Z Cal - [As submitted by: Zoller-Gritz, Robert S (CAP, AMR)] The term Zero Cal is used to describe the act of calibrating an earth station used in finding the distance to satellites (ranging). A series of phase shifted signals (tones) are fed from a source through the uplink chain to the antenna where they are looped back down to the receiver and the resulting phase changes are Zero'd out. Given that the phase delays of the satellite are provided by the manufacturer it is now possible to determine the exact distance of the satellite from the transmitting earth station. Robert explains that a Zero-Cal is required whenever equipment is changed in the "range path". As satellites are moved around by the gravitational pull of the earth, it is necessary to know the exact distance of the satellite, three dimensionally, to effect correct station keeping.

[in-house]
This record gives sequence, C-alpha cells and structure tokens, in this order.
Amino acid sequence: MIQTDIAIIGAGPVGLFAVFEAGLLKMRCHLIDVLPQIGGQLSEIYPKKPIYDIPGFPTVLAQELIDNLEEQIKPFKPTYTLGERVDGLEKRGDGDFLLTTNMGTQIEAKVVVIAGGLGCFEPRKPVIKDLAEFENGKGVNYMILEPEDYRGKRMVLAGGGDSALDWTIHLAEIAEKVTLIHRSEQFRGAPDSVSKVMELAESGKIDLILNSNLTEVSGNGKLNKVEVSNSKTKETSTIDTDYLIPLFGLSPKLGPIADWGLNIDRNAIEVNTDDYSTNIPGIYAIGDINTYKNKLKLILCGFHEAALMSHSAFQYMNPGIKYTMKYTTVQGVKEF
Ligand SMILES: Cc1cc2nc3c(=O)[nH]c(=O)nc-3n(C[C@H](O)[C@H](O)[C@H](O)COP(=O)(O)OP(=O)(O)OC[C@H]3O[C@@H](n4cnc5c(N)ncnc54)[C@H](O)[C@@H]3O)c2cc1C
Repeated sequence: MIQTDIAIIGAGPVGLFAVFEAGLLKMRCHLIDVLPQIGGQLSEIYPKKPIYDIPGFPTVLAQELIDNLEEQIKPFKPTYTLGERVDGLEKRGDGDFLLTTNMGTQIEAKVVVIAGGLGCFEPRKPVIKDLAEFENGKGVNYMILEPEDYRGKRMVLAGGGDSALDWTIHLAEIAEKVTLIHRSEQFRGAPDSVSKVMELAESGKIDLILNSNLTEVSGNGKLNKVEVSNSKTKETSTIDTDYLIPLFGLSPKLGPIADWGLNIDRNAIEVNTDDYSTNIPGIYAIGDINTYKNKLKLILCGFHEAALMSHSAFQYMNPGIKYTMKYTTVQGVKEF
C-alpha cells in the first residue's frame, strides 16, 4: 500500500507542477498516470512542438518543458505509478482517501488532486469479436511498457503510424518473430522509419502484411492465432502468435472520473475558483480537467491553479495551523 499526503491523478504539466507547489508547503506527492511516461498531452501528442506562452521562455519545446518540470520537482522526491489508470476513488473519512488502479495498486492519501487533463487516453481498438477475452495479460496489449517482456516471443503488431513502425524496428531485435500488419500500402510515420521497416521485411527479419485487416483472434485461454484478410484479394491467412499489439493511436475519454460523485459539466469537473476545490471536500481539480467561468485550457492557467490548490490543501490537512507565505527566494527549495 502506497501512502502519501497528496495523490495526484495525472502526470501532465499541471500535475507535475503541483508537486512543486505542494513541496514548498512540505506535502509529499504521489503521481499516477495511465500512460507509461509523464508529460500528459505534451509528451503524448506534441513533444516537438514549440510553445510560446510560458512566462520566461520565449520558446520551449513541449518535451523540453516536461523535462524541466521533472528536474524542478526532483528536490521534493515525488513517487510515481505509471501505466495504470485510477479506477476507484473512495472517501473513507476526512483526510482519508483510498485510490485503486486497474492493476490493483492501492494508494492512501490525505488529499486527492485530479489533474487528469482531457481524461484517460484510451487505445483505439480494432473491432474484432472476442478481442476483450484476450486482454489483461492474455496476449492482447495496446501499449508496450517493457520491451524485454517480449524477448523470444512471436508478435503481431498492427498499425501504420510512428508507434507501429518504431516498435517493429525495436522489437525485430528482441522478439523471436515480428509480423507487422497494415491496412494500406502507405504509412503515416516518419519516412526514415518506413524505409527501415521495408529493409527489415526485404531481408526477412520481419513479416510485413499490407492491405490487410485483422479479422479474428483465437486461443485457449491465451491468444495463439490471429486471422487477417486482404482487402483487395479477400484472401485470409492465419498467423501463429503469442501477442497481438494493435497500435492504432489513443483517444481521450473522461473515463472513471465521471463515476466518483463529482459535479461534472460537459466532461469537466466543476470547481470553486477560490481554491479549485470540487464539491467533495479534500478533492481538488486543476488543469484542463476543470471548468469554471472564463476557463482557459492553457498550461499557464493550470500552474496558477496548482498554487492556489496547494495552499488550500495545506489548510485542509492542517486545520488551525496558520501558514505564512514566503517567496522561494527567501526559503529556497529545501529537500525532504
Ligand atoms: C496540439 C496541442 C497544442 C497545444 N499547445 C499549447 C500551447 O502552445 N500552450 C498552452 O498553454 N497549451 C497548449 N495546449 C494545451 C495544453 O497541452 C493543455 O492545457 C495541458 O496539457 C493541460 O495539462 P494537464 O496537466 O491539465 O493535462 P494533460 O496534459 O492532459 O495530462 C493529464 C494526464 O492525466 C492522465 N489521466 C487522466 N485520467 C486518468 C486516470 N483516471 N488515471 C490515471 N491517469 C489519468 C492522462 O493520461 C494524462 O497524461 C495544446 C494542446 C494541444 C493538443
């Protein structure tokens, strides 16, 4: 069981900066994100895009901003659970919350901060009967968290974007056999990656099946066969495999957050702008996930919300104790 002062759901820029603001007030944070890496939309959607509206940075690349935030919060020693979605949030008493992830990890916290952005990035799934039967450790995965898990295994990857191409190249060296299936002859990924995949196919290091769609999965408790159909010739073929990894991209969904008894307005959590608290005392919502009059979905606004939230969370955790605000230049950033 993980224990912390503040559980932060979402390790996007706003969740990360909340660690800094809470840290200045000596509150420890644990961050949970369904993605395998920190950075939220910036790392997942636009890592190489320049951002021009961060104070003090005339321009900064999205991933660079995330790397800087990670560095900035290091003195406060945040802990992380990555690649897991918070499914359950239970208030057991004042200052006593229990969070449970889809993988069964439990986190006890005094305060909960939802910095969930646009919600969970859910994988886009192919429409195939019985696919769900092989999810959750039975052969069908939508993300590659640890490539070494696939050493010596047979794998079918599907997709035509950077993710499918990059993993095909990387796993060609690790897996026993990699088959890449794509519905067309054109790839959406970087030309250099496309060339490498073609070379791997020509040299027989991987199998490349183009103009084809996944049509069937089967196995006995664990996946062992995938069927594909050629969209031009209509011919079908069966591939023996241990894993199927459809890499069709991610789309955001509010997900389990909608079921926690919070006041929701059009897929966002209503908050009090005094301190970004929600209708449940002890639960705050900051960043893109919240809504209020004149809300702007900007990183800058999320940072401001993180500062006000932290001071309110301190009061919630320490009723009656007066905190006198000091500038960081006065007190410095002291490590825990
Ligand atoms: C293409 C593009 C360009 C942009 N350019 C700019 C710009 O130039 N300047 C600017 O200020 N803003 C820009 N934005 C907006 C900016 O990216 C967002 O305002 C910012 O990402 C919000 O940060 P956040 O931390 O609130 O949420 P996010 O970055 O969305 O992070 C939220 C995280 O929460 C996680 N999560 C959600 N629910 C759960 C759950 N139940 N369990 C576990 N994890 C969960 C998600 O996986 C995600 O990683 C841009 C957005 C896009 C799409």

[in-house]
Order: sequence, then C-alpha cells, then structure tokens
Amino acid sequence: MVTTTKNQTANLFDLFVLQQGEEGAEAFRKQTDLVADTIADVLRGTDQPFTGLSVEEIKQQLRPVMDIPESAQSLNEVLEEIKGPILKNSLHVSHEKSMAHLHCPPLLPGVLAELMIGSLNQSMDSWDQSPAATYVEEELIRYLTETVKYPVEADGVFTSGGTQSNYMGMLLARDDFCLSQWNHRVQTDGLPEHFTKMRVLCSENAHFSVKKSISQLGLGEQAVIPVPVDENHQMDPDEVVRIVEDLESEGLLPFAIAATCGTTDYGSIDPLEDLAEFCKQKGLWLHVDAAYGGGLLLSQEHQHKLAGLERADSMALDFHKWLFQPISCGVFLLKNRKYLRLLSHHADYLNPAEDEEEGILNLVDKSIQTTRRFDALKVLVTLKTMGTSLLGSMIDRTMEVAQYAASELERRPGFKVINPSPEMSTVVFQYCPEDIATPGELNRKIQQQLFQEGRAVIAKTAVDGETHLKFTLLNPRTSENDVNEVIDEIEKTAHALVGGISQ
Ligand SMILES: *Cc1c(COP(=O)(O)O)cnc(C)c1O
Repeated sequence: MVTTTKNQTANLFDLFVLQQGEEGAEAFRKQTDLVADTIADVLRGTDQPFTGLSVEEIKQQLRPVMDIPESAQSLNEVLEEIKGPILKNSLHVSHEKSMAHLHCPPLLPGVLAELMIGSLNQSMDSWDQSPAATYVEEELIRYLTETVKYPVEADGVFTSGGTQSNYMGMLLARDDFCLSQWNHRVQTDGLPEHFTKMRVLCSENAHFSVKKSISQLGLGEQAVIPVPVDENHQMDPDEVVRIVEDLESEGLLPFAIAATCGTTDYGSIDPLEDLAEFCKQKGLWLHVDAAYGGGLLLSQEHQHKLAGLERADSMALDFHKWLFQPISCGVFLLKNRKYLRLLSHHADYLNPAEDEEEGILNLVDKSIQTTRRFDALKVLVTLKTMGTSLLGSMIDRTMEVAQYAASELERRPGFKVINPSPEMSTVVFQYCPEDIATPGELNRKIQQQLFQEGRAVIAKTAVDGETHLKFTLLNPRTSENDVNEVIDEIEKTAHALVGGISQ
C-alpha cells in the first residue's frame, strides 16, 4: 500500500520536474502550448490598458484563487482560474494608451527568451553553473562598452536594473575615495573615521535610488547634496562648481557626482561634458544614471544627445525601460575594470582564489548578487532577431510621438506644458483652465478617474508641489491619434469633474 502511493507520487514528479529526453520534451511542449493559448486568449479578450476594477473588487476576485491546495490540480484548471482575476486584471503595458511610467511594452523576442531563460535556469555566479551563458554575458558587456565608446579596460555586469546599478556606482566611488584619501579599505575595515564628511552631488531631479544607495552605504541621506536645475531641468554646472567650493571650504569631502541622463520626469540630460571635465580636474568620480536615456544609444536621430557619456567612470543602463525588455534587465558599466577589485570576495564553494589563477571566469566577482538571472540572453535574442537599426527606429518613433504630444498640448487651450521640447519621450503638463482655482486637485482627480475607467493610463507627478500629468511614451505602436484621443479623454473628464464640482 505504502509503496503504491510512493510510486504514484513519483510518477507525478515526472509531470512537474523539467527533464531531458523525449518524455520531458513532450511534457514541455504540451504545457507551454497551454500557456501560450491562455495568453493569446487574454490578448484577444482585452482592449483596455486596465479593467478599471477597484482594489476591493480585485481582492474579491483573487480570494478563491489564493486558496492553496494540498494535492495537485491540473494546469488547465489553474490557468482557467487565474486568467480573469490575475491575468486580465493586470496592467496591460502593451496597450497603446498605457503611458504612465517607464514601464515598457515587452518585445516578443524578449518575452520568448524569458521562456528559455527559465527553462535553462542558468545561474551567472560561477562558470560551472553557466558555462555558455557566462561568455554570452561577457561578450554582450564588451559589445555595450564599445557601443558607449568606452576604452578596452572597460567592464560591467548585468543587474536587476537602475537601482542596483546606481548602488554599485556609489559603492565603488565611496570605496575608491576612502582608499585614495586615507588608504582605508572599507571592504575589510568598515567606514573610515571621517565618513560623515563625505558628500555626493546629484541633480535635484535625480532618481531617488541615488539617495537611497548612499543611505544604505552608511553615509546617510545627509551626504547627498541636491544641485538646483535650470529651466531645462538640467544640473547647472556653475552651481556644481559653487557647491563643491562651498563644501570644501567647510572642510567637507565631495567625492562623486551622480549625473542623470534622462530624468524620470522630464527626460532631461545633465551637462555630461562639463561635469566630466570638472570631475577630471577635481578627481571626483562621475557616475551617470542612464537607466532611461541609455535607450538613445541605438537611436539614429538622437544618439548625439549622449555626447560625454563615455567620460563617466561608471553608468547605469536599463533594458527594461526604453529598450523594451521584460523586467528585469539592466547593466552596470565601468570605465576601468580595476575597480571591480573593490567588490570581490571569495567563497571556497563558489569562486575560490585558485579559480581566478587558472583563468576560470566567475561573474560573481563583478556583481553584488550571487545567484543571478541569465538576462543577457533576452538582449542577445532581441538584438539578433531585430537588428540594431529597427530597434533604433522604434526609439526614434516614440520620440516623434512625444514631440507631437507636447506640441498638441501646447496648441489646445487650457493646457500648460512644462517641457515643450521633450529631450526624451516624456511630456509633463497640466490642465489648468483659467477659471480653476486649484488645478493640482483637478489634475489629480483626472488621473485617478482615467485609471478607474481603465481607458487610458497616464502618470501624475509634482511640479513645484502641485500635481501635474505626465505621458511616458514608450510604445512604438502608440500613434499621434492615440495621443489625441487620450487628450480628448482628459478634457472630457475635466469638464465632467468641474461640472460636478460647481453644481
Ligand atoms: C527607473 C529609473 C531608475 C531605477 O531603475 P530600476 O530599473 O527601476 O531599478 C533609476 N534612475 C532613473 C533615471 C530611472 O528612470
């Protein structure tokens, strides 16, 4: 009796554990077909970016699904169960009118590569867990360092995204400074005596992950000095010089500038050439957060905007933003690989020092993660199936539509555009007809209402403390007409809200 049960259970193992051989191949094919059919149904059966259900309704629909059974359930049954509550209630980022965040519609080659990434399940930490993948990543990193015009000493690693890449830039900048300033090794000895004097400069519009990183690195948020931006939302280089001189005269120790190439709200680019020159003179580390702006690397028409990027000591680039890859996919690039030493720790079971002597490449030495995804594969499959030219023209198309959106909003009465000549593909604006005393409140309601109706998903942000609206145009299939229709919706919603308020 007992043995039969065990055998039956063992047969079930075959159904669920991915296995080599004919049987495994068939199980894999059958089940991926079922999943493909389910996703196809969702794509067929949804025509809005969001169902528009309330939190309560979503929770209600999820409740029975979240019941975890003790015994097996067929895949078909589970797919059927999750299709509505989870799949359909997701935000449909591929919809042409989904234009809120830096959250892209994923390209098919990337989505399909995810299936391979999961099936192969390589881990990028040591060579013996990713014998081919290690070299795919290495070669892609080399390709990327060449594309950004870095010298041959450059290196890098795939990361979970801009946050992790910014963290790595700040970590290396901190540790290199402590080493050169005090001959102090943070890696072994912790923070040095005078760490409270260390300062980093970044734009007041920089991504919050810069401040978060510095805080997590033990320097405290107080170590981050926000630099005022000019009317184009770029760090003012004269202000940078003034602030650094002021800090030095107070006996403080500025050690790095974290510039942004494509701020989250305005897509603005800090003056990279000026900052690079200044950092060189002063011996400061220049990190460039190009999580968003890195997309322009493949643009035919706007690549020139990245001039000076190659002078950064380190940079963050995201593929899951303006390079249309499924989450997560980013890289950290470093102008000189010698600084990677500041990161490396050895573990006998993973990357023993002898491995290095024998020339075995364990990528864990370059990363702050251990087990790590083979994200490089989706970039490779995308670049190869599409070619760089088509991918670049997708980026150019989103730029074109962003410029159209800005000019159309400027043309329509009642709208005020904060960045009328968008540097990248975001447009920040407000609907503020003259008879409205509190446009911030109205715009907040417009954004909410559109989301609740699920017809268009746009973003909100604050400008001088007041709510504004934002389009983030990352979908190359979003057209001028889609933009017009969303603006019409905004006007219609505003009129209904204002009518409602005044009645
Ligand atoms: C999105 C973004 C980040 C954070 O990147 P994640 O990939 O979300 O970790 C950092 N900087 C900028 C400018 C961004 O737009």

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Last Revised: 29/July/2010
Copyright © 2001-2010 S+AS Limited. All rights reserved.
We hope you found this page informative. If you have a question, which you would like answered, or wish to submit a question and/or answer for inclusion in this document please Email the FAQ desk at S+AS Limited.

Compiled by Mike Bartlett
EMail: mik (at) sasltd.com